The George-Anne Media Group • April 27, 2017 • https://thegeorgeanne.com/5491/opinion/im-so-far-behind-i-thought-i-was-first/
I’ve spent most of my college career making a reckless fool of myself, frantically running late to class shoeless or jamming out in the car while I panic about grades. And you know what? In some strange, horrifying, unexpected and unbelievable turn of events, I made it to the finish line.
I’ve been given a lot. A lot has also been taken.
I’ve realized why people say what you experience during college years defines who you become, but it has taken a lot of growing for me to understand that.
It took the freshman nights spent drunkenly galloping around the plaza and the former bars that existed where rubble and memories remain. It took sophomore year becoming better acquainted with everyone and leaving zero time for sleep amongst the countless hours spent on campus and at parties. It took junior year, searching for any random opportunity possible to get out and experience something new when I felt trapped. And it took senior year, the year of being tested until what seemed like a breaking point and taking advantage of last minute celebrations.
The years of college define you because you are forced to react to everything- even when you are unprepared. You enter knowing barely anyone and have to take advantage of the special human connections we all often forget about.
You make mistakes- many, many mistakes- so upsetting you never want to be seen again, but you have no option other than to still show up because there are places to be. You think you are unnoticed until you are needed and while scary, being needed is pretty rewarding.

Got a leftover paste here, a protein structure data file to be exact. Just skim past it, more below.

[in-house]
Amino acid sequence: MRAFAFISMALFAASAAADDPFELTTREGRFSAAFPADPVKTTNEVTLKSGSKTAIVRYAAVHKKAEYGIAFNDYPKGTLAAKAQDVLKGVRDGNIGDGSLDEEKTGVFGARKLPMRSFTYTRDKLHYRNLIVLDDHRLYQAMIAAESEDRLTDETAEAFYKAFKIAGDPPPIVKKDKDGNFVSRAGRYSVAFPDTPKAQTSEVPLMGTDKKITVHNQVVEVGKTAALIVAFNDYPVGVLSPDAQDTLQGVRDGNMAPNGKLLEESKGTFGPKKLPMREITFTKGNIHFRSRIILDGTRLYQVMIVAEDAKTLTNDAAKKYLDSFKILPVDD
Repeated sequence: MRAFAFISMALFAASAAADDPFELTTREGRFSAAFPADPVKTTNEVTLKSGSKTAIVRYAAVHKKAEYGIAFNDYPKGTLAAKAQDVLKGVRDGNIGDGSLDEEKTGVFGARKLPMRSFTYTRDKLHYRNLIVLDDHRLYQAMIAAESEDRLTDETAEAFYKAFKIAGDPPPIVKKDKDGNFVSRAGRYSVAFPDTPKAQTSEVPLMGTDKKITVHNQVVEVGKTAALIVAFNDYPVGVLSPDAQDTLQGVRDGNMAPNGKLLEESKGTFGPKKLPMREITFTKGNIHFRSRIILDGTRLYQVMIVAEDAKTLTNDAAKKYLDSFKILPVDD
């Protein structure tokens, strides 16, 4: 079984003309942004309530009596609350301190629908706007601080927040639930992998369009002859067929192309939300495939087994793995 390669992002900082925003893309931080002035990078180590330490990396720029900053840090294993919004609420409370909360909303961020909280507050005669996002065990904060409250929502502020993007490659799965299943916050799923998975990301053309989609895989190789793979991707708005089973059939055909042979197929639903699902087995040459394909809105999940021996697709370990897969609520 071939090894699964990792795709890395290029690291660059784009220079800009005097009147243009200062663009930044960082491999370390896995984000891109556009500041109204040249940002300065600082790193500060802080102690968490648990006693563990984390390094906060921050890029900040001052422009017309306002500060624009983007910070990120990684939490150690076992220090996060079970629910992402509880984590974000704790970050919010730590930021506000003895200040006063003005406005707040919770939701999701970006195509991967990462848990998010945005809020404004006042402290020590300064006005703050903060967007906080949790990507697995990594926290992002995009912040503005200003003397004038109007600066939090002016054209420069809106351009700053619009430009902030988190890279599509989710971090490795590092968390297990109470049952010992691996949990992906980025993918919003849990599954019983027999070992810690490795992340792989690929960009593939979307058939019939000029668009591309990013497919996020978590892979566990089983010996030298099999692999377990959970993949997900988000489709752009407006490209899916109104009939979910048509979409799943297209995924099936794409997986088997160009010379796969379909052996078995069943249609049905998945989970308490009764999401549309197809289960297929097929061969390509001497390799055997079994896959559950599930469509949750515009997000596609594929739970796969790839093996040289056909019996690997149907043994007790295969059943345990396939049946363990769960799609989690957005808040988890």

And years from now when I am older and even more lost and scattered, I will look back on college as when it was actually acceptable to be whoever I felt I needed to be at that time.
During this time, I needed to be wild and free and embarrassing. During these years, I needed to be risky and extremist. I needed to contradict myself, to be impulsive and irrational. And that is okay.
We were given every opportunity here to make a home. Kappa Delta became home to my sociality and self-expression. Student Media was home to my voice and discovery. It’s what gave birth to this passion for journalism and my decision to study the powerful art of story telling. Professors and courses were home to my academic achievements (well, attempts mostly) clouded with disarray.
I found a greater sense of perspective in all the experiences and the places they took me. I found individuals that are equally lost, equally scared and equally inspired but somehow far beyond me when it comes to answers. I found Georgia Southern University, a place that takes tragedy like a community-building champ and victory like a humble family.
And most satisfactory, I found myself.
“You are not thrown into the fire. You are the fire.” (Mama Indigo)